FEATURED POST

A Most American Terrorist: The Making of Dylann Roof

Image
“What are you?” a member of the Mother Emanuel AME Church in Charleston asked at the trial of the white man who killed eight of her fellow black parishioners and their pastor. “What kind of subhuman miscreant could commit such evil?... What happened to you, Dylann?”
Rachel Kaadzi Ghansah spent months in South Carolina searching for an answer to those questions—speaking with Roof’s mother, father, friends, former teachers, and victims’ family members, all in an effort to unlock what went into creating one of the coldest killers of our time.
Sitting beside the church, drinking from a bottle of Smirnoff Ice, he thought he had to go in and shoot them.
They were a small prayer group—a rising-star preacher, an elderly minister, eight women, one young man, and a little girl. But to him, they were a problem. He believed that, as black Americans, they were raping “our women and are taking over our country.” So he took out his Glock handgun and calmly, while their eyes were closed in prayer, ope…

New bill aiming to make death penalty easier to impose in Colorado

6 Republican lawmakers in Colorado are pushing to pass a bill that will remove the unanimous voting requirement for death sentences. If passed, the law could make it easier to impose death penalties during court proceedings.

The bill, called SB 64, is sponsored by State Representatives Kevin Lundberg, John Cooke, Vicki Marble, Laura Woods and Kevin Grantham. It is still awaiting to be discussed in the state's House of Representatives.

In the current judicial system, the jury can only allow a death sentence to be ruled by the court if all 12 of its members agree on a unanimous vote. With the proposed law, the politicians are aiming to change this rule and reduce the number of votes to 9 instead of 12, The Denver Channel has learned.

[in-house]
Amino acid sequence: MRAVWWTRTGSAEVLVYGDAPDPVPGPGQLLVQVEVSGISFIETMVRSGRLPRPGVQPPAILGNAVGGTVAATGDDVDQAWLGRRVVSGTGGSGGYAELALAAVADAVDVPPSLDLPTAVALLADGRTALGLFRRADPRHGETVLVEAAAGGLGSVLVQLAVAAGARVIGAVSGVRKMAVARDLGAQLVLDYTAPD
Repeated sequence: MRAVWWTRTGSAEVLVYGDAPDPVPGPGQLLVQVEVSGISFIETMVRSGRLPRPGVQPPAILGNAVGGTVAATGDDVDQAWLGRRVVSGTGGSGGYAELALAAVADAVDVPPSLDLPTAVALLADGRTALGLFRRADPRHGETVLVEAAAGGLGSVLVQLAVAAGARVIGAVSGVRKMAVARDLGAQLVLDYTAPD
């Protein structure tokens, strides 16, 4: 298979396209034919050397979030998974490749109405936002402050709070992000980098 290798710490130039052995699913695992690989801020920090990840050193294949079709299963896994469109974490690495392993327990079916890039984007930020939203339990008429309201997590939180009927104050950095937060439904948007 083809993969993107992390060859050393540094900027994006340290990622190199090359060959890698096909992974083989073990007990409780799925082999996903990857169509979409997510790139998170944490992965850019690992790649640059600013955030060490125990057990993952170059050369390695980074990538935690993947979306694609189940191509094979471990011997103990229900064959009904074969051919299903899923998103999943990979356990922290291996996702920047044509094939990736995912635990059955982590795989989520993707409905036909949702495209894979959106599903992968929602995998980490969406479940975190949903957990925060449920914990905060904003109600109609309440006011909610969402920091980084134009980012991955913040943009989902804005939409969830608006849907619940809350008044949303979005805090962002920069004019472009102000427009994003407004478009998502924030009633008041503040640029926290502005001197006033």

According to 9News, SB 64 was drafted by its sponsors in response to the mass shooting that occurred in 2012 during the midnight screening of Christopher Nolan's "The Dark Knight Rises" in a theater in Aurora, Colorado. The incident left 12 people dead.

The gunman, who was identified by previous reports as James Eagan Holmes, was supposed to receive death penalty. Instead, he receive a life sentence because the votes of the jury members were divided. For the sponsors of the bill, this law would empower the court to lay down the most serious form of punishment for heinous crimes.

However, the chances of the bill passing seem a bit dim given the current status of Colorado's House of Representatives. Currently, majority of the lawmakers serving the state are Democrats and most of them are against capital punishment. One of them, Representative Jovan Melton of Aurora, noted that the state should not consider loosening the requirement for death penalty.

"[The death penalty] really is an archaic practice that needs to go away," he said according to 9News. "By reducing the threshold and making it easier, we're just doing the wrong thing."

Source: lawyerherald.com, January 20, 2016

- Report an error, an omission: deathpenaltynews@gmail.com - Follow us on Facebook and Twitter

Most Viewed (Last 7 Days)

Marcellus Williams faces execution in Missouri despite doubts about conviction

Indonesia: The journey from death row

Georgia executes Emmanuel Hammond

Vietnam upholds death sentences against shipping execs in major corruption case

As Sammantha Allen Heads for Death Row, Will Arizona Execute a Woman Again?

Damien Echols says he suffered brain injuries on death row, his wife calls for end to executions

France condemns Iran execution of juvenile offender Alireza Tajiki

Florida set to conduct its first execution in a year and a half

Iran: Four Prisoners Hanged, Authorities Silent

Missouri Supreme Court denies request for stay of execution